Follow Ups | Post Followup | Back to Discussion Board | VegSource
See spam or
inappropriate posts?
Please let us know.

From: TSS ()
Date: March 25, 2005 at 6:01 pm PST

Friday, March 25, 2005

MP questions U.S. BSE-free status
this document web posted: Wednesday March 23, 2005 20050324p20

By Barry Wilson
Ottawa bureau

Another prominent Canadian politician has accused the Americans of hiding their own BSE problem, even as they punish Canada for honestly admitting it has had several cases.

Paul Steckle, chair of the House of Commons agriculture committee, made his allegation during an emergency Commons debate on the continued BSE border closing.

"I submit that from a purely scientific perspective it is difficult, if not impossible, to accept that the U.S. is free of BSE," the Ontario MP said. "The United States with its millions of cattle could not possibly be 100 percent free of BSE. It is not realistic in any sense of the word. I am not looking to bash our American friends but I am tired of getting kicked around for no reason."

Steckle represents the Huron-Bruce area of central Ontario that is home to the largest concentration of Ontario's large cattle industry.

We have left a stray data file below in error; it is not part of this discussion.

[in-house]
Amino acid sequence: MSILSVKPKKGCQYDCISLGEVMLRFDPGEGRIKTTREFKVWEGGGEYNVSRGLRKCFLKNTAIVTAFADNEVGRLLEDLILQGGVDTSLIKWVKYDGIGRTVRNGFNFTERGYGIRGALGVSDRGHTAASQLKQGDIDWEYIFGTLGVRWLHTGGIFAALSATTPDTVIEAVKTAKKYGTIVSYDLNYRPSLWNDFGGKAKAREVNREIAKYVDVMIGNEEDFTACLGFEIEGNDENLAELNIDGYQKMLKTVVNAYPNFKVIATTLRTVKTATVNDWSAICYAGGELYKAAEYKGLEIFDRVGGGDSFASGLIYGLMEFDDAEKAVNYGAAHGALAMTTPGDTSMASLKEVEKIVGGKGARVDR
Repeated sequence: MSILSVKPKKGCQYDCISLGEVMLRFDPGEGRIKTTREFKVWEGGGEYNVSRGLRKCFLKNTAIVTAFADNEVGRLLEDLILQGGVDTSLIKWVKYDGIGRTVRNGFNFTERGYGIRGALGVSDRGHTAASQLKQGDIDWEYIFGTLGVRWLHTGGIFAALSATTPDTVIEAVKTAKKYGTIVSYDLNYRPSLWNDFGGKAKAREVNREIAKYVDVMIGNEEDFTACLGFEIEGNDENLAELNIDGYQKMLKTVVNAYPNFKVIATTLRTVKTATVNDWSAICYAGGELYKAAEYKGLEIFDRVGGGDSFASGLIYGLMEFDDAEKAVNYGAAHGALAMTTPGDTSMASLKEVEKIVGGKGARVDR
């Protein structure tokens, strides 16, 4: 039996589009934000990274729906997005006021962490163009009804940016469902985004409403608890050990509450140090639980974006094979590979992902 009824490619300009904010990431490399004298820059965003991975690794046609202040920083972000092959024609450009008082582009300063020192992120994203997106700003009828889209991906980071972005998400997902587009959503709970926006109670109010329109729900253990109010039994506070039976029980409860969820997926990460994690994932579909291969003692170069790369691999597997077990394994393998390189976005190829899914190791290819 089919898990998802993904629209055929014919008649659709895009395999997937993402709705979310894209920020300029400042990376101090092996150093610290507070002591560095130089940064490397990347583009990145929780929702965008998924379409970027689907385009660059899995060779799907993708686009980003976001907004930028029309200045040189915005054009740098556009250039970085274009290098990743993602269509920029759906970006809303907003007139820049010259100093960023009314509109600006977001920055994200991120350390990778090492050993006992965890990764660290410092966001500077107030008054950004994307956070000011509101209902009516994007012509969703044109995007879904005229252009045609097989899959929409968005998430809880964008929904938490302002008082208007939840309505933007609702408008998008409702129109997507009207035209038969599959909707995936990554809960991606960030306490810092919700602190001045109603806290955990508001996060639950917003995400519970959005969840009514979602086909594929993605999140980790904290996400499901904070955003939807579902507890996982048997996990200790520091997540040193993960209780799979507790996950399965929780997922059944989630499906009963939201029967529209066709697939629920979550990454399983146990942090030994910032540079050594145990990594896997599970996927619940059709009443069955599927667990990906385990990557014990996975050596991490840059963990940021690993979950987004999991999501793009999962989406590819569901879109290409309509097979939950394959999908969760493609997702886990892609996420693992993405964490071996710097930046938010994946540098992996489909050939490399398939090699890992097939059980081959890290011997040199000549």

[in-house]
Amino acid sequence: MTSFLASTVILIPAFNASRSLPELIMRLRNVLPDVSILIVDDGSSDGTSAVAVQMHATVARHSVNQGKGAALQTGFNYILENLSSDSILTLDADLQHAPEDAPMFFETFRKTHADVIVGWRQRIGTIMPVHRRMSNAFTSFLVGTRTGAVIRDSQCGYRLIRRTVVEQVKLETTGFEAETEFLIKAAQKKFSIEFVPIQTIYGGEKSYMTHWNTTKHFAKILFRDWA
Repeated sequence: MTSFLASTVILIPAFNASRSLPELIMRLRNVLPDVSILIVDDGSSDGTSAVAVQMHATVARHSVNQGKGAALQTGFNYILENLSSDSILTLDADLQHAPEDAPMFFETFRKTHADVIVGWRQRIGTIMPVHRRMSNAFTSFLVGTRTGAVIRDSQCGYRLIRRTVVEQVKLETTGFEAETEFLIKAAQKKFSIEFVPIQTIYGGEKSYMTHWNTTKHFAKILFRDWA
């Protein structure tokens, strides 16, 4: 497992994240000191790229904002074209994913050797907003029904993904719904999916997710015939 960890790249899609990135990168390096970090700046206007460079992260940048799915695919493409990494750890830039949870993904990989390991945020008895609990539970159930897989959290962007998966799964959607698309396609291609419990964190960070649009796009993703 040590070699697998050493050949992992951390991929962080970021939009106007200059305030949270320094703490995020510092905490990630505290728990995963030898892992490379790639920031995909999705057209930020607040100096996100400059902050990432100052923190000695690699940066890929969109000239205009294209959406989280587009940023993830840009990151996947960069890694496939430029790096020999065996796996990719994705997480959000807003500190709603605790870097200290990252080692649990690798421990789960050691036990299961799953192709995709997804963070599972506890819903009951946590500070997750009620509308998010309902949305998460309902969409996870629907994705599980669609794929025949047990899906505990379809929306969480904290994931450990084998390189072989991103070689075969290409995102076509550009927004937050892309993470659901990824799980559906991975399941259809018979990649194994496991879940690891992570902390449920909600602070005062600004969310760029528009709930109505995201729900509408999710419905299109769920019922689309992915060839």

He spoke in a debate triggered by Conservative MP Gerry Ritz after a Montana judge delayed the planned March 7 border opening to young cattle and the U.S. Senate voted to keep the border closed.

"If and when the U.S. BSE case is discovered, I would sincerely hope that the U.S. will not look to this Canadian MP for a lot of sympathy," Steckle said.

"I would be prepared to offer the same level of compassion and logic that the U.S. Senate offered to us."

The debate was a forum for Conservatives such as trade critic Belinda Stronach to argue that the Liberal government has been asleep at the switch in dealing with the Americans on this issue and for government MPs to highlight the billions of dollars that have been spent and Washington lobby trips that have been made.

It also was an opportunity for MPs on both sides of the House to insist that the government find more money and take a more aggressive stance against the Americans.

"It is time to take off our kid gloves and fight fire with fire," Steckle said.

"We demand that the government immediately use the budget's contingency funds to help our cattle and livestock farmers," said Conservative agriculture critic Diane Finley.

"Further, we are calling on the government to provide tax deferrals on 2004 income for producers devastated by the BSE crisis."

Agriculture minister Andy Mitchell and deputy prime minister Anne McLellan insisted the government has done much to support the livestock industry and will do more if necessary.

Criticism didn't come only from the opposition side of the House.